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To Sell or Not to Sell Your Advisory Business
One of the hardest decisions a financial advisor will make is whether or not to sell their business. After years of hard work, building lasting client relationships, growing assets, and nurturing a team, saying goodbye is never easy. Cerulli Associates estimates that 37% of advisors will retire in the next nine years1, and many choose to sell their practice when they do. If you are thinking of retiring or starting a new venture, it is important to stay objective so that you can make the best decision for you and receive top dollar for your practice.
Here are some factors to consider when deciding to sell or not to sell your advisory business:
Age is the most significant factor in determining whether to sell your business. If you are at or near retirement age, now is an excellent time to consider selling. If you have over ten years until you plan to retire, you should only sell if the other factors outlined below apply. If you are past retirement age, we recommend you think objectively about devising a plan to sell your business now.
As we age, our brains change. While not everyone experiences cognitive aging at the same rate, there are six primary areas where we are most impacted – mental processing speed, memory, attention span, language skills, executive functioning, and emotional processing. Leslie Kernisan, MD MPH, does an excellent job outlining how these changes occur and some practical applications of each in her article, “6 Ways that Memory & Thinking Change with Normal Aging (& What to Do About This).”
If you are in cognitive decline, you can jeopardize your duty to provide advice in your clients’ best interest. FINRA has recognized this issue and has provided increased opinions and guidance as to the risks aging advisors pose to their clients. Additionally, you must consider your mortality. Even if you decide to continue working, you do your clients a disservice by not planning ahead and considering who will take over your book of business. If you are a senior advisor, we recommend identifying a successor and establishing a plan to ensure you do not “die at your desk,” leaving your clients without guidance.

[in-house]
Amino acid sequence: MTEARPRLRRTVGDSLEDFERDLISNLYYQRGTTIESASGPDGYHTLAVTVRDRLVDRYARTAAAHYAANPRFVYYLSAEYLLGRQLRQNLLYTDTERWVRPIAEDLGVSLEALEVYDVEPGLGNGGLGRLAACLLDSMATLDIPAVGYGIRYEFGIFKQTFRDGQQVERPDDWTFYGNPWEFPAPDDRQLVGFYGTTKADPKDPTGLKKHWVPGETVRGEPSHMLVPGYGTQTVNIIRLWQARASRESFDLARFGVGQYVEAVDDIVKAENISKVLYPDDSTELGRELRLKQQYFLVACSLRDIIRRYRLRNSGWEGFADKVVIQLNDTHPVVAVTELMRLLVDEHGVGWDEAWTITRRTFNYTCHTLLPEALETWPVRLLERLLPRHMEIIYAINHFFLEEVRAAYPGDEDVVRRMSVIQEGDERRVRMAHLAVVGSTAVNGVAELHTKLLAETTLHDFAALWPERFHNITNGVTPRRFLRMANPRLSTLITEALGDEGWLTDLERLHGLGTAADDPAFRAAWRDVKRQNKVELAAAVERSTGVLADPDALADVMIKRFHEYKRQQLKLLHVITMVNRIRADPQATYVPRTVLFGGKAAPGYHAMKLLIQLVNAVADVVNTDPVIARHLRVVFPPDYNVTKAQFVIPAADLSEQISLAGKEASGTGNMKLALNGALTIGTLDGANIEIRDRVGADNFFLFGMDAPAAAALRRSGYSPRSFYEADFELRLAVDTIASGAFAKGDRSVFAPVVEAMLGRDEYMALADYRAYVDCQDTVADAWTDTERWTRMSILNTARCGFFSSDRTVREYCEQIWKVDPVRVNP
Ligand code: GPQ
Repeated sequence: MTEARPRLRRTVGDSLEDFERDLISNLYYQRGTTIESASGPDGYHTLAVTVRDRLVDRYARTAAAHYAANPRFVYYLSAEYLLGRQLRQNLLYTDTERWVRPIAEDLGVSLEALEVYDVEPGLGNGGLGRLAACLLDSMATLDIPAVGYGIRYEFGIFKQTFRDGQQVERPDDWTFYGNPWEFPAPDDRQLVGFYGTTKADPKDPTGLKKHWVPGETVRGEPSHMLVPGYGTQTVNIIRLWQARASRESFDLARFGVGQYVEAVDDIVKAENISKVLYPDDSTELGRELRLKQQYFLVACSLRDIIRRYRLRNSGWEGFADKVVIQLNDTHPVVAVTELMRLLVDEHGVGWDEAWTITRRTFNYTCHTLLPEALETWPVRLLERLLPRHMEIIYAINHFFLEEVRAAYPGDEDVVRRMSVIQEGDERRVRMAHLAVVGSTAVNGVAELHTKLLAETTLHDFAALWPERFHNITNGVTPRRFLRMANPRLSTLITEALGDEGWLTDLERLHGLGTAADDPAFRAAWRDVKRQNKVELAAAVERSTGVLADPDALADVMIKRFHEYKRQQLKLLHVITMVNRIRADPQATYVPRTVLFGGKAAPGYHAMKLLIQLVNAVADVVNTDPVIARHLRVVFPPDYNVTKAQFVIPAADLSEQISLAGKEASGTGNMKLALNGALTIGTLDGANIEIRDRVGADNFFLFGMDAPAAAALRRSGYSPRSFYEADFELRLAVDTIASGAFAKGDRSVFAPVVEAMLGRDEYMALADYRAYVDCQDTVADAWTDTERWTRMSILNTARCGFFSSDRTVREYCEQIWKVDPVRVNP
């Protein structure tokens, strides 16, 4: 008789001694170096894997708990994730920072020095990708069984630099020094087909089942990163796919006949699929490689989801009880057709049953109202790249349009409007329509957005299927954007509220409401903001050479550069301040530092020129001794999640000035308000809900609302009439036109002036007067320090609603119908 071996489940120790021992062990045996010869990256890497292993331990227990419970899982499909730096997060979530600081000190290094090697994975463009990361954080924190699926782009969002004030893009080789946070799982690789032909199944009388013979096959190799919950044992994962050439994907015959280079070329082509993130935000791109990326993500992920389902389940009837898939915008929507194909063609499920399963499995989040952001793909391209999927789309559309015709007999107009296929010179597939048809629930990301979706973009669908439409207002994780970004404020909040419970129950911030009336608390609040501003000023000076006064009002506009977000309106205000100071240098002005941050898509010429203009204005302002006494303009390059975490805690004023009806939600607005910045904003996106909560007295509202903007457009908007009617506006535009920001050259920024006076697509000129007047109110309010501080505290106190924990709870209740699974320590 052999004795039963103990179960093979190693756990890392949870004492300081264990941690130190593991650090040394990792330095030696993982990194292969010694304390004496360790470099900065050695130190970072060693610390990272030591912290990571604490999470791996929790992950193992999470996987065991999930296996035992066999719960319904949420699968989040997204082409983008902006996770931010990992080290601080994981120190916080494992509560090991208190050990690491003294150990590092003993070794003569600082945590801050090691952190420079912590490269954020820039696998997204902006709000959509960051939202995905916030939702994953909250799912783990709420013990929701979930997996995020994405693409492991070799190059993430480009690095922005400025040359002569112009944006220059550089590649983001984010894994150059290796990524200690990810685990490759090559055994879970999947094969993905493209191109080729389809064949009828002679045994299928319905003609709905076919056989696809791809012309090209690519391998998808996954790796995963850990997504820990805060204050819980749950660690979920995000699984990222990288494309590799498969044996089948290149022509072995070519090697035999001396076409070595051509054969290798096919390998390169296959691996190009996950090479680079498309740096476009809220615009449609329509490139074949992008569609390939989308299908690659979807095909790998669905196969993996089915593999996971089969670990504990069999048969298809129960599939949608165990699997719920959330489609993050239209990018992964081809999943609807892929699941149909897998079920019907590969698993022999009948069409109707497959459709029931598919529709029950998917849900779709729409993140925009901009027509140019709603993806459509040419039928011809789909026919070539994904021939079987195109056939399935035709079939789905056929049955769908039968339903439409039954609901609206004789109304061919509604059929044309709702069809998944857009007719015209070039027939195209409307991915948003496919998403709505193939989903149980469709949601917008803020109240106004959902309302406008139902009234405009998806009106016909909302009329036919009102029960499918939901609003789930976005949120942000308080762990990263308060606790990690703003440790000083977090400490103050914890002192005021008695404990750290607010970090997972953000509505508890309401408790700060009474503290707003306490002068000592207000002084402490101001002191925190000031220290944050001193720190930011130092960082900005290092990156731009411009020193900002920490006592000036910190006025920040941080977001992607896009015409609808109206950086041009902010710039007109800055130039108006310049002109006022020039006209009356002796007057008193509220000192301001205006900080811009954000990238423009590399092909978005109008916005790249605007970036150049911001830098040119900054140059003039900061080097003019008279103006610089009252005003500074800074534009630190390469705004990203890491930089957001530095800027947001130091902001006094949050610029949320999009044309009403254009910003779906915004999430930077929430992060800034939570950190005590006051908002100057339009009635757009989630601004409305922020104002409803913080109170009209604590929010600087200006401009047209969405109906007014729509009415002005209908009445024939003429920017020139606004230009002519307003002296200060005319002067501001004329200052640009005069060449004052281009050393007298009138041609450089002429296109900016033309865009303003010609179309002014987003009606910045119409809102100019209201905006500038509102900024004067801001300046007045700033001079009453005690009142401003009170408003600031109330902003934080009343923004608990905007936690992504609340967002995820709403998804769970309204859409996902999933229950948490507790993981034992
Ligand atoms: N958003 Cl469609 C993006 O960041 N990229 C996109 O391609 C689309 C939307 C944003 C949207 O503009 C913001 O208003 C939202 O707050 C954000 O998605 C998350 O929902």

Is your business still growing? Are you continuing to receive referrals and attract new clients? If so, you shouldn’t sell unless the other factors outlined here take higher priority. However, if you have not experienced a consistent level of growth, now may be a good time to sell.
Remember that deciding to sell your business does not have to be an “all or nothing” decision. Many advisors ensure their book provides them with future income by breaking up the sale over several years. For example, if you are ten years out from retirement, you could sell one third of your book now, another third in five years, and the final third when you retire. This way, you can make a smoother transition into retirement by reducing your workload over time. You can also focus on serving your most important clients for longer, while leaving the buyer with the opportunity for further growth.
Are you satisfied with the number of hours you work? Are there professional goals you have yet to achieve, such as reaching the next level of AUM or obtaining your CFP? Have your clients become close friends? If you enjoy spending time at the office, are deeply satisfied working with your clients, and are striving towards new professional goals, now is not the time to sell.
However, if your interests lie elsewhere and you would prefer to work fewer hours, now is an excellent time to start looking for a buyer. Financial advisors tend to be entrepreneurial in spirit. The income generated from selling your business doesn’t have to go into your retirement fund – instead, the sale can fuel a new venture.
While you may be ready to sell, your business may not be market ready. Often, what an advisor thinks their business is worth does not align with their business’s actual value. An experienced business development consultant can provide you with an objective, realistic business valuation. If you have five to ten years before you plan to retire, a business development consultant can also provide you a plan for improvement to increase your business’s value before it’s time to sell. Increasing your advisory assets, diversifying your client base, streamlining your portfolios, and using new technology to increase efficiency are several ways to increase business value.
To help you determine if your business is move-in-ready, a fixer-upper, or if you need a full renovation, read this article.
If you have gotten to this point and have decided you are ready to sell, contact us. Our experienced business development team can help you devise a sales strategy or succession plan that maximizes your opportunity and aligns best with your vision. Give us a call at (360) 866-2345 or send us an email at email@example.com.
1 Cerulli Associates, U.S. Broker/Dealer Marketplace 2019